For further details see: angryarab.blogspot.ca
 For further details see: www.bbc.co.uk
 For further details see the blog entry On Usul al’Ikhtilaf & Usul al’Dhiyafa (otherwise known as an Ethics of Disagreements & an Ethics of Hospitality) & Epithets on Love here: mohamedjeanveneuse.blogspot.ca
 See the following blog entry titled: Arab and Muslim Crises & Other Vexations: From Zapatismo to Islamatismo/anarca-Islam here: angryarab.blogspot.ca
Also see the thesis titled Anarca-Islam here: theanarchistlibrary.org
 Briefly, the Doctrine of Manifest Destiny is the Christian religious fervour spawning “the Second Great Awakening”, and that led many European settlers to believe that “God himself blessed the growth of the American nation” at the expense of the genocide of Indigenous peoples of the Americas. In other words, “Native Americans were considered heathens. By Christianizing the tribes, American missionaries believed they could save souls and they became among the first to cross the Mississippi River” and build their new world. For more details, see: ~ www.ushistory.org
 For further details see: www.hks.harvard.edu
 Please see: tamarod.com
 As I’ve written before: I believe revolutions require a double movement (internal and external transformations of individual-communitarian-societal character). Revolutions will always remain indefinitely incomplete because of the power dynamics, differentials and relations that will forever undermine/underpin them, and that sustain oppression while also providing liberatory potentials with them. All one hopes for in the end is delineating power differentials between us, as individuals and communities, not getting rid of them. I therefore don’t believe Egypt nor the Middle East has undergone a revolution yet, preferring instead terms/concepts like ‘revolt’, or ‘uprising’, even ‘insurrection’, but certainly not revolutions. This is because I believe in the need to differentiate and distinguish between the way revolutions are documented (or written about historically) and people’s revolutionary becomings (i.e. what ontologically and epistemologically changes/takes place/happens when a people rise – physically, emotionally, mentally, individually, collectively and that leads to certain transformations of consciousness individually and collectively). The two, the way revolutions are documented and people’s revolutionary becomings, are two different things, because they relate to two different sets of people in the process of casting off a shame or responding to that which is intolerable. ’Revolutions’ ought be premised on dealing with practical questions – how are you going to deal with recycling, garbage, what are you going to do with a nuclear plant, the army, indeed how are you going to reconceive your relationship to land through decolonization and reindigenization & beyond the individualist sense of self and land, indeed this earth’s utilitarian use.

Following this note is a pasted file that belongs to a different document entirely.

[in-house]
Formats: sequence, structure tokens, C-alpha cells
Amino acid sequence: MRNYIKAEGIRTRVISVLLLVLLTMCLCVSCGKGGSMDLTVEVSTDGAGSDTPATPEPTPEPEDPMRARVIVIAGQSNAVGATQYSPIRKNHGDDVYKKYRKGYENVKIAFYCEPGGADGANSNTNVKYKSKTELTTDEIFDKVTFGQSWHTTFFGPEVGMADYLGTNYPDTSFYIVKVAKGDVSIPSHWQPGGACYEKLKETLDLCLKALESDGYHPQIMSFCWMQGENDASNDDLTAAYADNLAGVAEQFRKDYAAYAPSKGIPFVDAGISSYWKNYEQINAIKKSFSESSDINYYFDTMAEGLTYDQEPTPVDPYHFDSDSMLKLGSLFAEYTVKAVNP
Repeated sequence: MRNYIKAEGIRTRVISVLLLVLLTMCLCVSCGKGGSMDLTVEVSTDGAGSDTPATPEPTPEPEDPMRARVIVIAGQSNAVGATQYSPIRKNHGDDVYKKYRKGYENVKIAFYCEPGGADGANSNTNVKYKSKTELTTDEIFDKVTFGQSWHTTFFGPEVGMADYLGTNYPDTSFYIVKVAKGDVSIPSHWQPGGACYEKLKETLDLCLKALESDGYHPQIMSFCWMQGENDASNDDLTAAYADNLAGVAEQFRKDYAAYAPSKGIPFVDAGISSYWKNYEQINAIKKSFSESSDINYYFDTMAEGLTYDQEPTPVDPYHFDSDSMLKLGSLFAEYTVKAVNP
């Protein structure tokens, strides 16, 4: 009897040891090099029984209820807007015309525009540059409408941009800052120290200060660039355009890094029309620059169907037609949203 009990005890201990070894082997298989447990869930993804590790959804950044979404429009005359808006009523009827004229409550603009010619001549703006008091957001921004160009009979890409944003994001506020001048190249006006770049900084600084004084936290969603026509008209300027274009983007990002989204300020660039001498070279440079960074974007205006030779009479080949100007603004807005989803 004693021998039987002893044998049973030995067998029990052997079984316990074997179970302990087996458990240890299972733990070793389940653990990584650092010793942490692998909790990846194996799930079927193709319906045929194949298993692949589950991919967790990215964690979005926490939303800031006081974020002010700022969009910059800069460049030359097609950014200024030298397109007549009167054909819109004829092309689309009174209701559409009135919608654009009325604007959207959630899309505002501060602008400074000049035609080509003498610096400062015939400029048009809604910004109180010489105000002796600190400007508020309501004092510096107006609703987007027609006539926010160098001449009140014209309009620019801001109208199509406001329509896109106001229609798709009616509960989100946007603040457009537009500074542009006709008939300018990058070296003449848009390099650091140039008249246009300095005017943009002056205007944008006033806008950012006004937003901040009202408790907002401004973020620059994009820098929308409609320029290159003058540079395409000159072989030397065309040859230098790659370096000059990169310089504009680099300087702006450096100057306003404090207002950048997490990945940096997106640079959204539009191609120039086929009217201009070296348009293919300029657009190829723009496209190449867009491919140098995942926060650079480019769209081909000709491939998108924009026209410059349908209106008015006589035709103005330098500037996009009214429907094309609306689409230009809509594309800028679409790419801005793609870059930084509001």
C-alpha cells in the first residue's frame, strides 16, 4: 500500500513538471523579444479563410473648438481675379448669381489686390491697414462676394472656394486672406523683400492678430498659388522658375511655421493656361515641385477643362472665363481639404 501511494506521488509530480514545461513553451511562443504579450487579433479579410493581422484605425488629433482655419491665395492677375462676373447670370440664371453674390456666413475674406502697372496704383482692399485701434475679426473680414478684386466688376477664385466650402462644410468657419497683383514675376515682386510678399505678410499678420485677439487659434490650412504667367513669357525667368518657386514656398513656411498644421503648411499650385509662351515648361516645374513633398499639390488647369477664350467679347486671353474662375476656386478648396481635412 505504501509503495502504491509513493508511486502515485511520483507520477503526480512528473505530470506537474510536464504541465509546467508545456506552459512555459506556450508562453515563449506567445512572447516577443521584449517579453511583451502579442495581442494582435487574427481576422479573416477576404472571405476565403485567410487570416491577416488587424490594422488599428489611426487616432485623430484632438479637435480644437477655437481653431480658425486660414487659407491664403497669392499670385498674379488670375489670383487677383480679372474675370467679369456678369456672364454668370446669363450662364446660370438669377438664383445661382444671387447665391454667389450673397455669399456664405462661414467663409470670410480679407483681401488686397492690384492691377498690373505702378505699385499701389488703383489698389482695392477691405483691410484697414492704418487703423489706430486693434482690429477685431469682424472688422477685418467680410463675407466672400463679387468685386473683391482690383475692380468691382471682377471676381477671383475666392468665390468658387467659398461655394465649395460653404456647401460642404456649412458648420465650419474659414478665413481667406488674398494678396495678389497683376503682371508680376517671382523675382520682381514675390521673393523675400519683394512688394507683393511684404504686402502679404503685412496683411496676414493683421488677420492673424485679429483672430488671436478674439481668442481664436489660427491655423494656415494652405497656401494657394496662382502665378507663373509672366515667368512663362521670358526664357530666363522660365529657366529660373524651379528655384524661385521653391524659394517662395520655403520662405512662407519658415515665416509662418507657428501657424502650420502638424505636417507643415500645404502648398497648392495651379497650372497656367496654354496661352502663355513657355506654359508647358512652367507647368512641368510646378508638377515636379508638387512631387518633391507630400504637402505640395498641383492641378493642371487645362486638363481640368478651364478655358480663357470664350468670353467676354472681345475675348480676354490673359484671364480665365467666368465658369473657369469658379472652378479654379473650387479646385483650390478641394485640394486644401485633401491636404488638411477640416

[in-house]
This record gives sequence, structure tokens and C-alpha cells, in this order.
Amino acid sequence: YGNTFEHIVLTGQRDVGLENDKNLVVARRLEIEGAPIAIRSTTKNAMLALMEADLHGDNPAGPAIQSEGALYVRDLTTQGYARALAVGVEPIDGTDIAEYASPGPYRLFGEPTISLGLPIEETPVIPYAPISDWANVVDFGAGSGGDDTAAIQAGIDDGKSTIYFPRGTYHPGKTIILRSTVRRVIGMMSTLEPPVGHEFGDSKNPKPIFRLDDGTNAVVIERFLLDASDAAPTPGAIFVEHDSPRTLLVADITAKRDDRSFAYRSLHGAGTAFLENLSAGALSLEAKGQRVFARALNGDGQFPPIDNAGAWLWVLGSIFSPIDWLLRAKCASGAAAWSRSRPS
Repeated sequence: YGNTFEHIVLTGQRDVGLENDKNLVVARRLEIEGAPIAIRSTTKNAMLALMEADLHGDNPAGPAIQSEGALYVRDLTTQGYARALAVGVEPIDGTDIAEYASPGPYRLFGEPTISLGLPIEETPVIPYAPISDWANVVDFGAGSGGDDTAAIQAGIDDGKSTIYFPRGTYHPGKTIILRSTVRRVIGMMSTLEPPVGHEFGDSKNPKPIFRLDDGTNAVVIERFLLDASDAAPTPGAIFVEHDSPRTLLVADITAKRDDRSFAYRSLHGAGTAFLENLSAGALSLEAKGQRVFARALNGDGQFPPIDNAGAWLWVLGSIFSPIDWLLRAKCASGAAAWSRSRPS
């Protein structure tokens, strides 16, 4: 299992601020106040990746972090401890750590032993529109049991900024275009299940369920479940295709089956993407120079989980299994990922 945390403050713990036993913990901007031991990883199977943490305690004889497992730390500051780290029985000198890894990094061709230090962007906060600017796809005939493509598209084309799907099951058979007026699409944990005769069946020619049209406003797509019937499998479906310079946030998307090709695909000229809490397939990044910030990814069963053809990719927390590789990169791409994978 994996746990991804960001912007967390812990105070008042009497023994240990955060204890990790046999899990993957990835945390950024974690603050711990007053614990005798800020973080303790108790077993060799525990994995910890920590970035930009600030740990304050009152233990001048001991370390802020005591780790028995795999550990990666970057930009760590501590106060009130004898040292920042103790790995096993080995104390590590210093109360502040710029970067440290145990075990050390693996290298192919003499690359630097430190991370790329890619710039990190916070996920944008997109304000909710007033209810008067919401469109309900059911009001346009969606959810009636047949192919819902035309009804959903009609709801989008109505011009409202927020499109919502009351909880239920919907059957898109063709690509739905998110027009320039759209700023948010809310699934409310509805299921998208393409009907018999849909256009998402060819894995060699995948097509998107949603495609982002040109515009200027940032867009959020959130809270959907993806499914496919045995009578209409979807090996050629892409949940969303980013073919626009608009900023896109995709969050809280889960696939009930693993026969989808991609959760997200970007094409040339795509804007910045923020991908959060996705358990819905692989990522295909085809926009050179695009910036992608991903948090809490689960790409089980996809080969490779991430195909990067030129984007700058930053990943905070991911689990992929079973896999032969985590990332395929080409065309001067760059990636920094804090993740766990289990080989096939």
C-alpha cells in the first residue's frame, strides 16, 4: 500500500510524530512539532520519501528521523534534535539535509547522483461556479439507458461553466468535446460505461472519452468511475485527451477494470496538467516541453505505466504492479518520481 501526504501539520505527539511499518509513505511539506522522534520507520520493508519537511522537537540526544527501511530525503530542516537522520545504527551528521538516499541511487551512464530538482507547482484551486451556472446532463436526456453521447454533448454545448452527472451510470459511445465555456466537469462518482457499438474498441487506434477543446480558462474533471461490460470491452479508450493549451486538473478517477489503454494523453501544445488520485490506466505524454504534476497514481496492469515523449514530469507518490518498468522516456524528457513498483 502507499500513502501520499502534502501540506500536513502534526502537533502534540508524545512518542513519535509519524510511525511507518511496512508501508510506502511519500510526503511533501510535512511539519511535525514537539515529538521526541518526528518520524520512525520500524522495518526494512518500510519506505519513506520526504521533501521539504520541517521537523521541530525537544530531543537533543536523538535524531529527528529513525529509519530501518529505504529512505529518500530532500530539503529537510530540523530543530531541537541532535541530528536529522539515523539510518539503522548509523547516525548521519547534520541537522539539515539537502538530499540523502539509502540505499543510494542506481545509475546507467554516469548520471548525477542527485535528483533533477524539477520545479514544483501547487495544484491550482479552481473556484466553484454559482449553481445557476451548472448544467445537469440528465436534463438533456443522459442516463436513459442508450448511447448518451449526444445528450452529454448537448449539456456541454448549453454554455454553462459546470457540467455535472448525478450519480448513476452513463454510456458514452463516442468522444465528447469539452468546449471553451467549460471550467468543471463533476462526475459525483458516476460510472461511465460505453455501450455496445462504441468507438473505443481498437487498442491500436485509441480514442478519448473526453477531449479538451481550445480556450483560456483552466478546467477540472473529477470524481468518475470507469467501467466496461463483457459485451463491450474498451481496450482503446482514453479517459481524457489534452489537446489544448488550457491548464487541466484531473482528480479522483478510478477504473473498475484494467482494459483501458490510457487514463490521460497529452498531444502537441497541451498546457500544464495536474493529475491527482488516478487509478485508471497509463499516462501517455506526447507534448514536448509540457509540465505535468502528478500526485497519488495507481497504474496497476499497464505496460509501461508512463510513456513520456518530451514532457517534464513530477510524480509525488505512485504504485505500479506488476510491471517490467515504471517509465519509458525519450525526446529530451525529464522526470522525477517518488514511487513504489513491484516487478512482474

For further details see: shoebat.com
 For further details see: madamasr.com
Also see: m.apnews.com